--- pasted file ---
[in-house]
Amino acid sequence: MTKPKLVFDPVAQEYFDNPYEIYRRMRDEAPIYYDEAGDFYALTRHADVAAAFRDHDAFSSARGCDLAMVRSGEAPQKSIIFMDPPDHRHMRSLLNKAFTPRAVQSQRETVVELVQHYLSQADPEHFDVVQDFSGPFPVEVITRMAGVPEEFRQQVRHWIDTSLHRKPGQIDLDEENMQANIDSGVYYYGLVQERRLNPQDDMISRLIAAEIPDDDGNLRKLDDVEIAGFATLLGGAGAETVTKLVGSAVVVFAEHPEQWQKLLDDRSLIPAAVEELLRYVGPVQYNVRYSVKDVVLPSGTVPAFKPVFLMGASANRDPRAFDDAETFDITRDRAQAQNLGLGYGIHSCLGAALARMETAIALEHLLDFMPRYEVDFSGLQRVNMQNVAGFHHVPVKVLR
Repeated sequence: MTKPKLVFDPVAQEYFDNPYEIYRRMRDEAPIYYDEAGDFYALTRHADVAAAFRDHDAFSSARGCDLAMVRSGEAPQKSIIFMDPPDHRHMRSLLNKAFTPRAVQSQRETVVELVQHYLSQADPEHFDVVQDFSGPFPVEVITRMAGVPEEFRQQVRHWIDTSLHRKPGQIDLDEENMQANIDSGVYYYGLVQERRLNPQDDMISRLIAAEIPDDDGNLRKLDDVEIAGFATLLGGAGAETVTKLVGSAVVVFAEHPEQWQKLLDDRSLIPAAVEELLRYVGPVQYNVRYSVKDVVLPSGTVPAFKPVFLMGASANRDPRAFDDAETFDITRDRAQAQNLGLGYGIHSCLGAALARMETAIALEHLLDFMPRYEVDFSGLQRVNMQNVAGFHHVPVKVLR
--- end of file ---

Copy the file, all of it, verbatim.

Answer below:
[in-house]
Amino acid sequence: MTKPKLVFDPVAQEYFDNPYEIYRRMRDEAPIYYDEAGDFYALTRHADVAAAFRDHDAFSSARGCDLAMVRSGEAPQKSIIFMDPPDHRHMRSLLNKAFTPRAVQSQRETVVELVQHYLSQADPEHFDVVQDFSGPFPVEVITRMAGVPEEFRQQVRHWIDTSLHRKPGQIDLDEENMQANIDSGVYYYGLVQERRLNPQDDMISRLIAAEIPDDDGNLRKLDDVEIAGFATLLGGAGAETVTKLVGSAVVVFAEHPEQWQKLLDDRSLIPAAVEELLRYVGPVQYNVRYSVKDVVLPSGTVPAFKPVFLMGASANRDPRAFDDAETFDITRDRAQAQNLGLGYGIHSCLGAALARMETAIALEHLLDFMPRYEVDFSGLQRVNMQNVAGFHHVPVKVLR
Repeated sequence: MTKPKLVFDPVAQEYFDNPYEIYRRMRDEAPIYYDEAGDFYALTRHADVAAAFRDHDAFSSARGCDLAMVRSGEAPQKSIIFMDPPDHRHMRSLLNKAFTPRAVQSQRETVVELVQHYLSQADPEHFDVVQDFSGPFPVEVITRMAGVPEEFRQQVRHWIDTSLHRKPGQIDLDEENMQANIDSGVYYYGLVQERRLNPQDDMISRLIAAEIPDDDGNLRKLDDVEIAGFATLLGGAGAETVTKLVGSAVVVFAEHPEQWQKLLDDRSLIPAAVEELLRYVGPVQYNVRYSVKDVVLPSGTVPAFKPVFLMGASANRDPRAFDDAETFDITRDRAQAQNLGLGYGIHSCLGAALARMETAIALEHLLDFMPRYEVDFSGLQRVNMQNVAGFHHVPVKVLR